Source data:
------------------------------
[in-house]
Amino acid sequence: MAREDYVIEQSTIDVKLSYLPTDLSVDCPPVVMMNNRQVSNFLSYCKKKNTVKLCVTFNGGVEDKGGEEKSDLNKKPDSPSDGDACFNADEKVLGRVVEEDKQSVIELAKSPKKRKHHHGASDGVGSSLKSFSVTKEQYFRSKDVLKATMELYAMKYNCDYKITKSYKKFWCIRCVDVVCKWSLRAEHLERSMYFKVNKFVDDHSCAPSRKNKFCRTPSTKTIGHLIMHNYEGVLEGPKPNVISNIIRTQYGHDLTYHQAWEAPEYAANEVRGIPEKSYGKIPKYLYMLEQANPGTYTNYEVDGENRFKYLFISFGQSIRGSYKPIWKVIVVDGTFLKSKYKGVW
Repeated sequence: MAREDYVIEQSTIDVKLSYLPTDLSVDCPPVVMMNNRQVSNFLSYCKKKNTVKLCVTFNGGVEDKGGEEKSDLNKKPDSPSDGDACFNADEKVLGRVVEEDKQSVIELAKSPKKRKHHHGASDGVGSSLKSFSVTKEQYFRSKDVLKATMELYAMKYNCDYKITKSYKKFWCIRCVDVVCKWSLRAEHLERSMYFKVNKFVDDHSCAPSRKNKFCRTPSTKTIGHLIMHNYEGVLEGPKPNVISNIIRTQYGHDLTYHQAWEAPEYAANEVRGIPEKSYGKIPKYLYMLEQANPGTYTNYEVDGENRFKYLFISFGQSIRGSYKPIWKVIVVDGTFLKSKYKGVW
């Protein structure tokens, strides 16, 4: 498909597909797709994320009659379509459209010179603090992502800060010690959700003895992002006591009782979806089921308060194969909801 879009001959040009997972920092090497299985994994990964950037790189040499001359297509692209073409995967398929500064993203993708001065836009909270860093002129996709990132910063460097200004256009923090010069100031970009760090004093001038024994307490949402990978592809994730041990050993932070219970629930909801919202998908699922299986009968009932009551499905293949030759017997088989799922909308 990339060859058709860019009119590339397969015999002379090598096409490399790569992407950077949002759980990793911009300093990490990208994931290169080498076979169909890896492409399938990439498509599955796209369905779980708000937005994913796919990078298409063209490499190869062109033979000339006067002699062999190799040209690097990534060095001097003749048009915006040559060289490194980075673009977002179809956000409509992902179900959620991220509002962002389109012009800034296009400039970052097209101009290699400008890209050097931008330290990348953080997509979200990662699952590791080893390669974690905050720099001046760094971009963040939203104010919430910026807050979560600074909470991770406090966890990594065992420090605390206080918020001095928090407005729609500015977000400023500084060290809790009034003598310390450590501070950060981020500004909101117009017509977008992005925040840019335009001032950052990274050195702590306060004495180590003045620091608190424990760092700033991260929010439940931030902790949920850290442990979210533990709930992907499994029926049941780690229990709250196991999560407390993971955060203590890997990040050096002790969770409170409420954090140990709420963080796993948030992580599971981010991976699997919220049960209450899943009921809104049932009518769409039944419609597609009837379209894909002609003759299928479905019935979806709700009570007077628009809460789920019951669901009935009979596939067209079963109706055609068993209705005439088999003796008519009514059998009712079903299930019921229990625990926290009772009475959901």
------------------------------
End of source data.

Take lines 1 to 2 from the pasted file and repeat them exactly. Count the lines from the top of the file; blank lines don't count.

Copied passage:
[in-house]
Amino acid sequence: MAREDYVIEQSTIDVKLSYLPTDLSVDCPPVVMMNNRQVSNFLSYCKKKNTVKLCVTFNGGVEDKGGEEKSDLNKKPDSPSDGDACFNADEKVLGRVVEEDKQSVIELAKSPKKRKHHHGASDGVGSSLKSFSVTKEQYFRSKDVLKATMELYAMKYNCDYKITKSYKKFWCIRCVDVVCKWSLRAEHLERSMYFKVNKFVDDHSCAPSRKNKFCRTPSTKTIGHLIMHNYEGVLEGPKPNVISNIIRTQYGHDLTYHQAWEAPEYAANEVRGIPEKSYGKIPKYLYMLEQANPGTYTNYEVDGENRFKYLFISFGQSIRGSYKPIWKVIVVDGTFLKSKYKGVW